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Studying Swedish Grammar? Here’s What to Expect.

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A quick glance at some photos of Swedish cities, and you may realize that Sweden doesn’t look all that different from English-speaking countries. And didn’t the Vikings end up living in the British Isles for a while?

Similarly, Swedish grammar isn’t too far off from English grammar. Whether you look at the vocabulary, word order, or verb conjugation, you’re likely to see some major similarities.

Of course, when you’re learning a language, you’re probably a bit more concerned with the differences. That’s why we’ve created this page: to give you a broad overview of some of the grammatical features of Swedish and how they differ from English. The more you know now, the better-prepared you’ll be in the future!

In this Swedish grammar overview, you’ll learn all the basics you need to get started.

Log in to Download Your Free Cheat Sheet - Beginner Vocabulary in Swedish Table of Contents
  1. General Rules
  2. Swedish Nouns
  3. Swedish Verbs
  4. Swedish Adjectives and Adverbs
  5. Swedish Word Order
  6. Conclusion

1. General Rules

A Stack of Books

In general, Swedish grammar is very similar to English grammar, and English speakers won’t have much trouble dissecting the sentences.

But this doesn’t mean that the whole language is easy! Pronunciation and spelling, for instance, have their own challenges—but let’s not get ahead of ourselves.

Native English speakers can learn to read basic Swedish after a couple of weeks or months of regular study, and that’s cut way down if you have any experience at all with German, Dutch, or another Scandinavian language. 

So what makes Swedish grammar relatively accessible? Well, to start with, you don’t have any long conjugation patterns to memorize. Swedish verbs don’t change at all for first, second, or third person, and the past and future tenses are formed similarly to how they are in English.

Word order is another area where you’ll be able to easily make connections between Swedish and English. Though there are some sentence structures with “reversed” word order from English, you can count on being able to express your thoughts in the same order as you would in English.

You’ll run into some rough spots with grammatical gender, though. Swedish has two word genders and it’s not always clear which one to use with which word. They just have to be memorized separately, and this extends to which form of adjectives you’ll need to use.

In fact, let’s explore Swedish nouns a bit more right now.

2. Swedish Nouns

Piano

In Swedish grammar, gender dictates which article is used with a noun as well as the form of any adjectives describing that noun. Unlike Old English or German, Swedish has not three but two word genders for nouns: common and neuter.

For example, the words katt (“cat”), tomat (“tomato”), and flicka (“girl”) are all common gender, while lokomotiv (“locomotive”), hus (“house”), and piano (“piano”) are all neuter gender. Common nouns take the indefinite article en while neuter nouns take ett. Therefore, you’ll often see nouns simply described as en-words and ett-words in Swedish grammar lessons.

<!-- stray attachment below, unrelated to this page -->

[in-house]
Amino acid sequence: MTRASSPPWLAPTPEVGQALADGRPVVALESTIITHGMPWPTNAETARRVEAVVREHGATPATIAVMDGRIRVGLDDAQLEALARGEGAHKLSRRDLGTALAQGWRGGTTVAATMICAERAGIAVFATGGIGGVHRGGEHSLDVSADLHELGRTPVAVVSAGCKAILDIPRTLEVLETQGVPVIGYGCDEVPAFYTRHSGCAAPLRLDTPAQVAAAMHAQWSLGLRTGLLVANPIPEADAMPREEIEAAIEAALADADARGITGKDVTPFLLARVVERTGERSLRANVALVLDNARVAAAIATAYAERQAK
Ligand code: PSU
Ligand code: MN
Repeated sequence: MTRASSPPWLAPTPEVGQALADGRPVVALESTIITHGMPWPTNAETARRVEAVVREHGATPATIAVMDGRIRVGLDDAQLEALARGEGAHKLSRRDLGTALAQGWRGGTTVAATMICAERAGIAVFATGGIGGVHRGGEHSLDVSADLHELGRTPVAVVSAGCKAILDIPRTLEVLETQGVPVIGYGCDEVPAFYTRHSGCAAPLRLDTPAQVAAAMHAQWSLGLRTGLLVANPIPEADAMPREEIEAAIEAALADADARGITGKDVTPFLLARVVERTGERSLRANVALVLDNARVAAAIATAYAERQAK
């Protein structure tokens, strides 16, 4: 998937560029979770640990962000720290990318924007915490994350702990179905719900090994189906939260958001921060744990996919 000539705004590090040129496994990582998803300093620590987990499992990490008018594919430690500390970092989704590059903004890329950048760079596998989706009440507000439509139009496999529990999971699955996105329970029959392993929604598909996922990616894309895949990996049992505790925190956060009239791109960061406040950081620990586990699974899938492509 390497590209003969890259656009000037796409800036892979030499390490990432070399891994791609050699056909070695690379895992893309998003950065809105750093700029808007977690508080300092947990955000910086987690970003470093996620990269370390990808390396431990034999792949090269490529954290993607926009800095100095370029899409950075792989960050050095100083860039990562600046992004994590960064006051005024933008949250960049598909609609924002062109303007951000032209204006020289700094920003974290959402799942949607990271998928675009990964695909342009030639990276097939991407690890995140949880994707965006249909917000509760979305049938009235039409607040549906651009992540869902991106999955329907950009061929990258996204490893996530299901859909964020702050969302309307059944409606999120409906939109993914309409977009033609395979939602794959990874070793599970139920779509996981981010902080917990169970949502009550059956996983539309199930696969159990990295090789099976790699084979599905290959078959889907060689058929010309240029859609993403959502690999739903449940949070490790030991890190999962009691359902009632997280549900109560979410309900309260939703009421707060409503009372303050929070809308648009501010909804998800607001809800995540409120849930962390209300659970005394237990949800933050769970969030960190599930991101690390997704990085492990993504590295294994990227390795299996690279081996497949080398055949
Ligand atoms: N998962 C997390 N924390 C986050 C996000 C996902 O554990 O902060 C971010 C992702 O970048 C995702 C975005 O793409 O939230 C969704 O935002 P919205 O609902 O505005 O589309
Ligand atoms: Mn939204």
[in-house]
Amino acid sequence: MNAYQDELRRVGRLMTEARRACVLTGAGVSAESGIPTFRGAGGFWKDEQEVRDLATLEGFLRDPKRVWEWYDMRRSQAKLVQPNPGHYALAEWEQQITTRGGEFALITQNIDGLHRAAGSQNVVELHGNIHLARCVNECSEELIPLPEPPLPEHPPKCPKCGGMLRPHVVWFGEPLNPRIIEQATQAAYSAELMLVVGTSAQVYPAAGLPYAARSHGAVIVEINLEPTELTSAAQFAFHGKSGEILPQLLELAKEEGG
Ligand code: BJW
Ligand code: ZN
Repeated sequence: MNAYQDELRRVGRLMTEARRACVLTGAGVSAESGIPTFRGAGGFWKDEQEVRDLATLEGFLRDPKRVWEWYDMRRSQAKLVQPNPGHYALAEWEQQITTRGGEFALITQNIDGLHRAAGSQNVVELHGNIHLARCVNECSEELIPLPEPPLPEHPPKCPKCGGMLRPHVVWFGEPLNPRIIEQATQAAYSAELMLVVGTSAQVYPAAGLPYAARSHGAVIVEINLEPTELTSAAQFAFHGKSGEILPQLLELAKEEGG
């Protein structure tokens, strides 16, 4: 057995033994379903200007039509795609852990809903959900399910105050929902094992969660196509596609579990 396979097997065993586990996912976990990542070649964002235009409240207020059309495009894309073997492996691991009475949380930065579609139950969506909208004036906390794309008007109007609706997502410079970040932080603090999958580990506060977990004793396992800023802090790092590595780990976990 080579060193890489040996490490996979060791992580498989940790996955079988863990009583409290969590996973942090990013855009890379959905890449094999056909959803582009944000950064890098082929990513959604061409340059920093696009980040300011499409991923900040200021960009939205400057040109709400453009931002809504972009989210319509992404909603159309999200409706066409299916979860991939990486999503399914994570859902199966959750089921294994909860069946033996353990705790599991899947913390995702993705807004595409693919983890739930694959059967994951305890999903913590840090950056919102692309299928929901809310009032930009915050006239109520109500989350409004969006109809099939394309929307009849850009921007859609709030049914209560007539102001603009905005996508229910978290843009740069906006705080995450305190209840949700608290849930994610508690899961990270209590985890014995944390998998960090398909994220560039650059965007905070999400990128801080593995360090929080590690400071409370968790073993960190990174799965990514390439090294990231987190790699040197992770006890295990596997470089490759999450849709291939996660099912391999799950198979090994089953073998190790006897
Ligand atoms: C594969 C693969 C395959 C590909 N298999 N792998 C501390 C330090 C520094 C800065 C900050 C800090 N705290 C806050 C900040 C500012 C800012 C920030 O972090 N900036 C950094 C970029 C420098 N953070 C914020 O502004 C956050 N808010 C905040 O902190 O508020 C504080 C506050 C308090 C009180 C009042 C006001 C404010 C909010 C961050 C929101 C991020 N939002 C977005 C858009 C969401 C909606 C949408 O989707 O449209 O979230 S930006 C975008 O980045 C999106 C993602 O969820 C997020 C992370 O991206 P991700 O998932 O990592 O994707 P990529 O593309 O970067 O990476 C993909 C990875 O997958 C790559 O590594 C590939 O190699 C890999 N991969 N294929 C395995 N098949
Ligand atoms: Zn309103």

If you’ve never learned a language with grammatical gender before, you may be wondering what exactly makes a locomotive more neutral or less common than a tomato. Well, you’re better off not looking for logic in the system, as it really developed on the basis of words sounding naturally easier to say with one article over the other. Over time, these sounds shifted and new words were adopted, and at this point it’s just something that has to be memorized.

As you learn Swedish vocabulary, you should try and memorize each noun with its gender so that you always know the correct article to use. At the beginning, it’ll be confusing, but as you learn more and more words, your brain will get used to adding that extra little detail in its mental dictionary.

Another typical Scandinavian grammatical feature present in Swedish is how the definite article attaches to nouns. Unlike in most European languages, the definite article in Swedish is directly attached to the noun.

This suffix generally takes the form of the suffix –en or –et (sometimes shortened to –n or –t). For example: ett piano (“a piano”) becomes pianot (“the piano”).

    → Do you want to get a head start? Then check out our vocabulary list of the Most Common Nouns!

3. Swedish Verbs

A Woman Holding a Blue Telephone to Her Ear

A huge chunk of understanding Swedish grammar is getting a grasp of how verbs work.

On the whole, you can think of Swedish verbs as being just about as difficult as English verbs. However, Swedish is a little bit more regular when it comes to identifying which words are verbs in the first place.

In the present tense, Swedish verbs always end in the suffix -r.

  • Jag ringer dig ikväll. / “I’ll call you tonight.”